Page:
Thousands of homeowners in the U. S. purchase backup power generators in case their electrical power is interrupted.  A significant and potentially fatal to humans and pets problem continually occurs with each severe storm and the use of gasoline and diesel generators.  The problem is that generators emit carbon monoxide.  Some generator owners fail to use the potentially life-saving machinery properly, but instead misuse them and turn them into life-threatening machines.

Serious injury and death in reports out of Maryland in the aftermath of Hurricane Irene indicate that no less than six people have been hospitalized and one person died due to carbon monoxide poisoning because they operated their gas or diesel powered generators indoors, either in their houses or garages, without proper ventilation.  Carbon monoxide poisoning is a major contributor to Traumatic Brain Injury.

Below is a link describing proper use of generators.

It is very sobering to realize how many people are affected by carbon monoxide every year. These incidents always go up during natural disasters or power outages, like the one affecting so many right now.

As much as we hear about carbon monoxide in the news, we rarely hear how many pets die. Smaller and more vulnerable, they are more likely to be overcome by these invisible fumes. Nebraska leads the country in carbon monoxide deaths and I was saddened to read that firefighters in Omaha reported that 9 dogs had died just last week from carbon monoxide poisoning.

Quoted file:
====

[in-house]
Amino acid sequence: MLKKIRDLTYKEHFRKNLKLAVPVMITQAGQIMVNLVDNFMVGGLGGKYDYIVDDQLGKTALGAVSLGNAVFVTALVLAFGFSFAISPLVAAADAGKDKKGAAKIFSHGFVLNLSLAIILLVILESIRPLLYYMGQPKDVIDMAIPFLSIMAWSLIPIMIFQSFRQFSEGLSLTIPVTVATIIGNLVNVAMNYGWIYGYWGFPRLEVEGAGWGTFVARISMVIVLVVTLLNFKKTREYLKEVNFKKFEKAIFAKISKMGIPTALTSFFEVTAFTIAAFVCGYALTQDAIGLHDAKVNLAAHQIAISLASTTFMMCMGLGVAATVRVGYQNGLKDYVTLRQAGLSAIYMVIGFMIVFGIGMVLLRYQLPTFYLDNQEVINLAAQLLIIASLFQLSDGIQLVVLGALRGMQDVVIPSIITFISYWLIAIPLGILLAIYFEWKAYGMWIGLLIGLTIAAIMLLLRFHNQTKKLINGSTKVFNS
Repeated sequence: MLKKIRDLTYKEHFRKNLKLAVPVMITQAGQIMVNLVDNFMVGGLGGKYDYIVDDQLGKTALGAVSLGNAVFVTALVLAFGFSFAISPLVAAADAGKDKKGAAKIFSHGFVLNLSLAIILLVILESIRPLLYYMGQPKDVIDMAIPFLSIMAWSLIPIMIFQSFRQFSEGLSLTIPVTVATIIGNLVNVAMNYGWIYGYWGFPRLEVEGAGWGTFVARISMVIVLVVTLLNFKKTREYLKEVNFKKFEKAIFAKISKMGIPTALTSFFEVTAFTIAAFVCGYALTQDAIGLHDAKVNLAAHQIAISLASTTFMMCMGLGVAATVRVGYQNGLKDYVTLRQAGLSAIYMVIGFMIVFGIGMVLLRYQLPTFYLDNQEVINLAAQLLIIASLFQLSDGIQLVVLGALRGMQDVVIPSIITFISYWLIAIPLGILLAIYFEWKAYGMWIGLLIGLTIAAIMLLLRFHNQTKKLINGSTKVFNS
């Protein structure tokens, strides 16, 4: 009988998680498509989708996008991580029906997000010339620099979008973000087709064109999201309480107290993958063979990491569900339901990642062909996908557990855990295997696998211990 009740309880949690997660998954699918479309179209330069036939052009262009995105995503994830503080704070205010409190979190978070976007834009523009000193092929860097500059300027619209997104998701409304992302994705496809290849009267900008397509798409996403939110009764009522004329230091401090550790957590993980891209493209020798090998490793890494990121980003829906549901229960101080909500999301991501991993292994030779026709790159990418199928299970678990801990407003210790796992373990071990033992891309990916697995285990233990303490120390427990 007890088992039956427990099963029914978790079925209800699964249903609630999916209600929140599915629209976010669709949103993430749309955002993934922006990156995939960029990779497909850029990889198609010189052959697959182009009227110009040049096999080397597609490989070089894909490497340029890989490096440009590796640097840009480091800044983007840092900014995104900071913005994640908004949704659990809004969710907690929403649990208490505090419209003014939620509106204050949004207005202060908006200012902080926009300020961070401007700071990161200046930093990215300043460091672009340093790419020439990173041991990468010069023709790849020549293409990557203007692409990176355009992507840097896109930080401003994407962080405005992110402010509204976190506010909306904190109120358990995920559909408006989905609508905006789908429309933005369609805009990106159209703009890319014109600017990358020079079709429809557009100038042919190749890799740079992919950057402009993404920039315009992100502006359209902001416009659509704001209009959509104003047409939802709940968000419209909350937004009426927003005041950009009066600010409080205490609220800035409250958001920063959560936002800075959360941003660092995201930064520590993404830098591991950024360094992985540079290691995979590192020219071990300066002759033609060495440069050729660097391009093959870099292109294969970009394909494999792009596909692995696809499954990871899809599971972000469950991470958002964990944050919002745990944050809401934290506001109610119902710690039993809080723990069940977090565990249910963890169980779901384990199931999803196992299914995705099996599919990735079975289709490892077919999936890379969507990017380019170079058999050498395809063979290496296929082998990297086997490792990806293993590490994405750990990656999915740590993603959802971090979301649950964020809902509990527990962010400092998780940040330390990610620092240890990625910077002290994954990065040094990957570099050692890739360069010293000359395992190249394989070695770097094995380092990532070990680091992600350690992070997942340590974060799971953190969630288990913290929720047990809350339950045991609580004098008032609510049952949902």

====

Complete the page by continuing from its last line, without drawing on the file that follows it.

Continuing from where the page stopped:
Pets are particularly vulnerable during cold weather when they may be confined to a garage and exposed to car fumes. Dogs and cats are much more sensitive to carbon monoxide fumes than humans and any exposure to exhaust fumes is serious and sometimes fatal. Carbon monoxide poisoning, even in very low doses, is cumulative and can lead to death.

The warning signs of carbon monoxide in your pets include: drowsiness, lethargy, weakness and/or incoordination, bright red color to skin and gums, dyspnea (trouble breathing), coma, abrupt death and occasionally chronic (low-grade, long-term) exposure may cause exercise intolerance, changes in gait (walking), and disturbances of normal reflexes. If you suspect carbon monoxide poisoning in your pet, remember, this is a warning sign that you and your family are at risk. Pets and small children are always the first affected.

If you care about your pets, install carbon monoxide detectors. They are an inexpensive way to protect you, your family and your pets. Don’t let your pet be the warning sign that you have carbon monoxide in your home.

– the legal times staff

January 6, 2009


DENVER — Investigators say a boiler vent damaged during a recent windstorm may have led to the high levels of carbon monoxide that left one college student dead.